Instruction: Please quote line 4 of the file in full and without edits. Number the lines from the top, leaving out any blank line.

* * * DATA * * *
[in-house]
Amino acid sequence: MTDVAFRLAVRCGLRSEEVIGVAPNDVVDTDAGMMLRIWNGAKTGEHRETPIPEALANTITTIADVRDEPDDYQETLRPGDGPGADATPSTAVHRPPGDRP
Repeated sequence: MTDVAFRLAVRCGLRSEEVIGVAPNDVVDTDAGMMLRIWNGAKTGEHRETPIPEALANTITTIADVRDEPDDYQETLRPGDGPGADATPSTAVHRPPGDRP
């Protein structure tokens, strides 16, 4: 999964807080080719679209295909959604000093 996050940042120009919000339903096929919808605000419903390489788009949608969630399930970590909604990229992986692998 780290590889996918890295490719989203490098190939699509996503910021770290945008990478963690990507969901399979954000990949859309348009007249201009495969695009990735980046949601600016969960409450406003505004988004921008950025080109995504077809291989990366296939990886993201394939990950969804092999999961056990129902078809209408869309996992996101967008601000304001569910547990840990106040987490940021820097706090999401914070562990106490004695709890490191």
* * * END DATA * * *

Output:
């Protein structure tokens, strides 16, 4: 999964807080080719679209295909959604000093 996050940042120009919000339903096929919808605000419903390489788009949608969630399930970590909604990229992986692998 780290590889996918890295490719989203490098190939699509996503910021770290945008990478963690990507969901399979954000990949859309348009007249201009495969695009990735980046949601600016969960409450406003505004988004921008950025080109995504077809291989990366296939990886993201394939990950969804092999999961056990129902078809209408869309996992996101967008601000304001569910547990840990106040987490940021820097706090999401914070562990106490004695709890490191």